Emile Aben

When Does World IPv6 Day Start?

Emile Aben
Contributors: Anand Buddhev
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World IPv6 Day is on 8 June 2011. On this day, a lot of organisations, including some of the most popular ones like Google, Yahoo and Facebook, are going to provide IPv6 addresses for AAAA queries for their websites. This will make content available over IPv6 for one full day. Since DNS responses are often cached, some users won't see this change immediately. In this article we look at how DNS caching affects the start of World IPv6 Day, and how World IPv6 Day participants can minimise these effects.

Almost all users access websites by using the name of the webpage. Typically, the user's web application (such as a browser) will send DNS queries to a caching DNS resolver which is provided by the user's ISP. The caching resolver will do recursive queries to find the address of the website, return the answer to the user, and also cache the answer. If another user asks for the same website's address, the resolver doesn't have to go looking for the answer; it already has it in its cache.

A resolver typically caches an answer for as long as is defined in the time-to-live (TTL) field of the answer in a DNS response. However, not all DNS responses contain an answer and so there's no TTL either. However, it is still useful to cache such a negative response , in case the cache receives queries for it soon after. So how is a resolver to determine how long it may cache the response? RFC 2308 describes the solution: all negative answers must be accompanied by a start of authority (SOA) record in the authority section of the response. The resolver should use whichever is the lower value of:
1. The TTL of the SOA record; or
2. The minTTL field of the SOA record
At the moment, most of the sites participating in World IPv6 Day are not providing IPv6 addresses in response to queries for AAAA records. This results in negative responses, which are cached for some time. At midnight on 8 June, when the participating sites begin to provide IPv6 addresses to queries, some users may not see these addresses, because those users' resolvers may have briefly cached negative responses. For those users, World IPv6 Day will start a little later than midnight. We were curious to see how big the effect might be, so we looked at the SOA records of the participating sites.
Measurements in early 2010 we did showed that roughly 10% of users to www.ripe.net ask for AAAA-records, while at the time only 1% of these users had actual IPv6 connectivity to www.ripe.net. This indicates that the negative caching will occur, especially for heavily used caching resolvers.

DNS negative caching for World IPv6 Day participants Figure 1: DNS negative caching for websites participating in World IPv6 Day

Figure 1 shows the values for negative caching of DNS resource records for websites listed in ISOC's list of World IPv6 Day participants, on 30 May 2011. The negative caching values we found include 60 seconds at the low end. Other frequently recurring values are 5 minutes, 1 hour, 2 hours, 1 day and 2 days even! If in the upcoming week these values don't change, a substantial fraction of websites could still be seen as single-stacked up to an hour after they publish both A and AAAA records. Some websites may not be visible to some users for a full day or more! However, we expect a lot of the participants to lower either the minTTL value in the SOA, or the TTL on the SOA itself in the coming days, so the effect of negative caching remains minimal.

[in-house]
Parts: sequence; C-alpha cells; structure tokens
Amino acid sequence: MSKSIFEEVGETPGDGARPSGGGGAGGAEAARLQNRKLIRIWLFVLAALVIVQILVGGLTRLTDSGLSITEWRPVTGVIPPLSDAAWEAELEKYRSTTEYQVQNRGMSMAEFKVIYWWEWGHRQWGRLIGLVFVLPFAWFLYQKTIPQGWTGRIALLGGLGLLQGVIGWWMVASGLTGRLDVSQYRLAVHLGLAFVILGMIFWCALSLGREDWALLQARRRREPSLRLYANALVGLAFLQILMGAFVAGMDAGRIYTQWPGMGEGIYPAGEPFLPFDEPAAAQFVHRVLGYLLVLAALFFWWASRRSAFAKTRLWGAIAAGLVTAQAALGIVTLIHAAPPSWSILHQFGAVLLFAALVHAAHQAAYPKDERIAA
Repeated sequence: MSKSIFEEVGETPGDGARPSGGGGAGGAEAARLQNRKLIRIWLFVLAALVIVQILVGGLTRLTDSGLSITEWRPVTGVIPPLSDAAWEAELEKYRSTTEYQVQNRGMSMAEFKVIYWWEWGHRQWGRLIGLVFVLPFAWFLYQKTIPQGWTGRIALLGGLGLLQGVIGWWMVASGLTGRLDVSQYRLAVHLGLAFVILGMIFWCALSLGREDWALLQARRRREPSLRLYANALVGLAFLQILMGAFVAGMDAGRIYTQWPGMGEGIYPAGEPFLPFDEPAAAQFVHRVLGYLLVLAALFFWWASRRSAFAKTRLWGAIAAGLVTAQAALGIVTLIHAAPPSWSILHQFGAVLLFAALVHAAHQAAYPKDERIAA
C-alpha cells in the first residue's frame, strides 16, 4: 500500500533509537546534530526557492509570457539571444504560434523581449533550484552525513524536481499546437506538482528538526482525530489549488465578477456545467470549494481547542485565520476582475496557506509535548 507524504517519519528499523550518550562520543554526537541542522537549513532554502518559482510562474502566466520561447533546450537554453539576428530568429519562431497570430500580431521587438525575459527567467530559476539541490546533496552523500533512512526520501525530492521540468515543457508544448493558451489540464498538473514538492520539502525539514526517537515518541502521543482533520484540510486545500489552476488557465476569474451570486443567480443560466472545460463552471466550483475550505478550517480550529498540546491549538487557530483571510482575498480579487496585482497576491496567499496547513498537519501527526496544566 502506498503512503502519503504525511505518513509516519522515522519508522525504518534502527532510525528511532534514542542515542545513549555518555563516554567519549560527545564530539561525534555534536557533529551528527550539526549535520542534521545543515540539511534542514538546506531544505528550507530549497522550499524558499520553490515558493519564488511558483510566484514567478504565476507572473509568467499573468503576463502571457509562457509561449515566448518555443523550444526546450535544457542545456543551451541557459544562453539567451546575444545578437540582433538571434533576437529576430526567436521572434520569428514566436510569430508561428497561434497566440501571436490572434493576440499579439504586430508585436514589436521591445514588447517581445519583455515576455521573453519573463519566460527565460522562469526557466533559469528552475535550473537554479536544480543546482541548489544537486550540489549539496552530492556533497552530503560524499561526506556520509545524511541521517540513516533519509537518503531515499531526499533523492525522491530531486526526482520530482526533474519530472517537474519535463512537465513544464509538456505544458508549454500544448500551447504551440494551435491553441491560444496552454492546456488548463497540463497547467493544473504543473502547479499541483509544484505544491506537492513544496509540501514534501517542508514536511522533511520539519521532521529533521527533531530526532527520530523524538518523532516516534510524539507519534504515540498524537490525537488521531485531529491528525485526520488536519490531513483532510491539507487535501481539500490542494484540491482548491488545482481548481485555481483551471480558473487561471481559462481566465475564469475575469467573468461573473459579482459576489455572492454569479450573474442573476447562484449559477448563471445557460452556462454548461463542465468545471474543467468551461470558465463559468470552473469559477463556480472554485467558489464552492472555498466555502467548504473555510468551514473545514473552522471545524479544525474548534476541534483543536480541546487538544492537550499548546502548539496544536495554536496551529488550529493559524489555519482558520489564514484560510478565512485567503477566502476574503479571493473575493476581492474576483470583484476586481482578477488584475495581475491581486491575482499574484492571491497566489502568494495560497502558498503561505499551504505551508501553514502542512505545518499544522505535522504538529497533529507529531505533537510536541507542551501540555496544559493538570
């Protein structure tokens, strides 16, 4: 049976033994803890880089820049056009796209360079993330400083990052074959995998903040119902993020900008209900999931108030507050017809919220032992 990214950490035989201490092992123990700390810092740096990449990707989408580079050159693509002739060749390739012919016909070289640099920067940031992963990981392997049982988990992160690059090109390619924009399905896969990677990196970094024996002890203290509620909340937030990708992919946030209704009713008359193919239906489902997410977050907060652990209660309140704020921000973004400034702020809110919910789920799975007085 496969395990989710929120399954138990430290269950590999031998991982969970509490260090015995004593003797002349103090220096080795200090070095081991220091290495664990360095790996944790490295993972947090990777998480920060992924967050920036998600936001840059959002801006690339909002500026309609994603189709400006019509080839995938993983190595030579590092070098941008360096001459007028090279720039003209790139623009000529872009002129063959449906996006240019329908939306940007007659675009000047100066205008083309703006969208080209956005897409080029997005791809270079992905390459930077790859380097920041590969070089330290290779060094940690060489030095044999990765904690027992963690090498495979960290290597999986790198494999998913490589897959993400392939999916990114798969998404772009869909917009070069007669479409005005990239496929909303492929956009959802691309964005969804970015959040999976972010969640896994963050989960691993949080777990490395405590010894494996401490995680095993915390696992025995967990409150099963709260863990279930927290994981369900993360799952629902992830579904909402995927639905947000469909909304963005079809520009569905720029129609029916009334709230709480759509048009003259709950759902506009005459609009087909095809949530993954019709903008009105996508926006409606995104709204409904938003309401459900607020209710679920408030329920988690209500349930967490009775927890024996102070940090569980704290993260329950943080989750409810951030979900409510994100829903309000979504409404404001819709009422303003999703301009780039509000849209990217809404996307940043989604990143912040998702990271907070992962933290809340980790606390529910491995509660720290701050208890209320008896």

Note that BIND has an option called max-ncache-ttl , which defaults to 3 hours. This prevents most standard BIND resolver installations from caching negative responses for more than 3 hours. This helps to work-around the large negative caching TTL values that some zones publish.


In this article we look into how DNS negative caching affects the start of World IPv6 Day, which is something World IPv6 Day participants should be aware of. We show that with the current settings, some World IPv6 Day participant can expect caching to happen for multiple hours. We hope that people that currently have long negative caching periods had planned to change DNS settings in the coming days, if not, it's not too late!


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About the author

Emile Aben Based in Amsterdam, NL

I'm a system architect/research coordinator at the RIPE NCC, where I work in the science group. I'm a chemist by training, but have been working since 1998 on Internet related things, as a sysadmin, security consultant, web developer and researcher. I am interested in technology changes (like IPv6 deployment), Internet measurement, data analysis, data visualisation, sustainability and security. I'd like to bring research and operations closer together, ie. do research that is operationally relevant. When I'm not working I like to make music (electric guitar, bass and drums), do sports (swimming, (inline) skating, bouldering, soccer), and try to be a good parent.

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